There are marigolds on the window box of my apartment balcony. They are a riot of orange and yellow, chosen because they are easy to keep alive and my thumbs are decidedly not green. Most of the things I have loved have died… but not these little flowers. Not the marigolds.
They’re apparently the birth flower for October, you know, the month I was born. They represent both life, energy and optimism, but also are the flower of the dead, of grief and mourning. This makes sense, a flower as double sided, as bifurcated as I, myself, am. One foot planted in the world of the living… and one firmly in the land of the dead.
Now, don’t you mistake what I’m telling you. I’m not some aged crone, counting off my days in an memory-hoarded home that smells of old dust, and too many cats, staving off Old Mr Arthur by rubbing creams into the gnarled wood knots of my joints. But neither am I the youthful coquette I once was, with a tiny plaid skirt that barely covered my bum, ready for any adventure, never pretty, but cute and friendly. No, I am something in the middle. An old maid, not a spinster. An old maid is a never married woman, a spinster was never married and never anything else. I was once something else. I still am, but in a new form.
What I am now is the sort of thing people talk about in hushed tones, and pitied glances. I’m used to it now, but the first couple of years… wow, was it hard.
It is not close enough to Hallowe’en to expect spirits and ghouls but there are pumpkins on my doorstep, and a crackle painted monstrosity of squished clay and childish imagination that my then-five-year-old son insisted was a “shpooky black cat,” on the window sill.
“Shipooky?” I had asked, before swooping him up into my arms, twirling around the room singing, “Shipooky, shipooky, the cat who’s hard to pet, Shipooky, shipooky, but you can pet it yet!”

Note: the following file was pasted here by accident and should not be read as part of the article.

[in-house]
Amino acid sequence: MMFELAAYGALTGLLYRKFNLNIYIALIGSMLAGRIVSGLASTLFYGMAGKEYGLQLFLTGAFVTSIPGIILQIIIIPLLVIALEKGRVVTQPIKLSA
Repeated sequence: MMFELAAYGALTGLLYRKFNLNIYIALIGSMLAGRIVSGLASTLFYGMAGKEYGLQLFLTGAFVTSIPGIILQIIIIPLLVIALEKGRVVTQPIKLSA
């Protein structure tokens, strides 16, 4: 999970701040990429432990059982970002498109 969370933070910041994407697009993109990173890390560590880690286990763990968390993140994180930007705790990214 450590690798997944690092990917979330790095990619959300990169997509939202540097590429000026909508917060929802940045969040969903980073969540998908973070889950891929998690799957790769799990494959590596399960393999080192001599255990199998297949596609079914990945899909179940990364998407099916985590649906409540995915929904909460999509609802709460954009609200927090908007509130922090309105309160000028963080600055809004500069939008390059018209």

“Stop making up songs,” my son scolded.
"Never," I laughed.
My apartment is a one bedroom, because I don’t need more than that for just me, and to be honest, I don’t even make it to bed most nights. Even in October, Southern California is hot, and since the window box a/c that was all the apartment was equipped with didn’t reach the bedroom, I usually found the couch more comfortable, the tv on low, a meditation app playing “Soft Rain on Lake” accompanied by gently rolling shades of blue. I’m sure that eventually this lazy comfort will be taken from me, as already I can feel the twinges in my back and neck after a night on the sofa. My spine clicks and clacks and I know soon I will need a firmer sleeping place, a wedge pillow under my knee to align things properly.
Work is spread out on the coffee table, a laptop, some papers. I’m lucky enough to work from home, and some days, when I am feeling particularly anti-human, I don’t go out at all. Shawarma and an ice tea delivered to the doorstep, picked up when the delivery guy has gone away. I’d call “Thank you,” down the hall at his retreating footsteps and sometimes I would get a cheery response back, always hoping that personable service would encourage a better tip. The evidence of my lack of social interest makes a precarious fort of styrofoam and cardboard, all carefully stashed away from the view of the web meetings I must attend every other day. They only need my work, not my lonely lifestyle.
The rain app is doing it’s trick as I lower the screen of my laptop, and I rest against the pillow whose case I really should be washing more often. Dingy but not filthy, it could stand to be tossed into the next load of laundry. Pain in the ass to go down to the laundry room though. More than once, I’ve ordered a nine pack of panties to be delivered overnight rather than do the wash. Not going to lie. The perks of a modern world.
I scroll on my phone, playing a mind numbing game until the screen grows hard to see and the tiny expensive device slips from my hand. It tumbles to the carpet, the silicone sleeve I bought to protect it doing the job I require. The a/c blows across me and I can smell the musty marigolds on the recycled air.
“Mom…” he says, as he sits on the couch beside me, his weight denting the cushion in a way that it hadn’t towards the end. “You asleep?”
“Mm hmm,” I murmur. “You’re here…”
“I’m always here,” he says, his voice so much stronger, so much more him than I remember. At the end, he hadn’t even sounded like himself, a frail whisper, painful and heartbreaking. “You put Shipooky out?”
“In the window,” I tell him, my eyes still closed, my body still stretched out on the couch, legs passing through the space where he sits. He rests his hand on mine, where they are folded on my stomach. “The cat that’s hard to pet…” I smile.
“You need to stop making up songs,” he teases and I laugh.
“Never,” I whisper.
He bends and kisses my forehead, the way I had that day, that last day, with the beeping of the machines and distant murmur of the medical staff behind the door. “You can pet him yet…”
Then, there is only me…
And the rain app…
And, the whoosh of the air conditioner…
And the marigolds.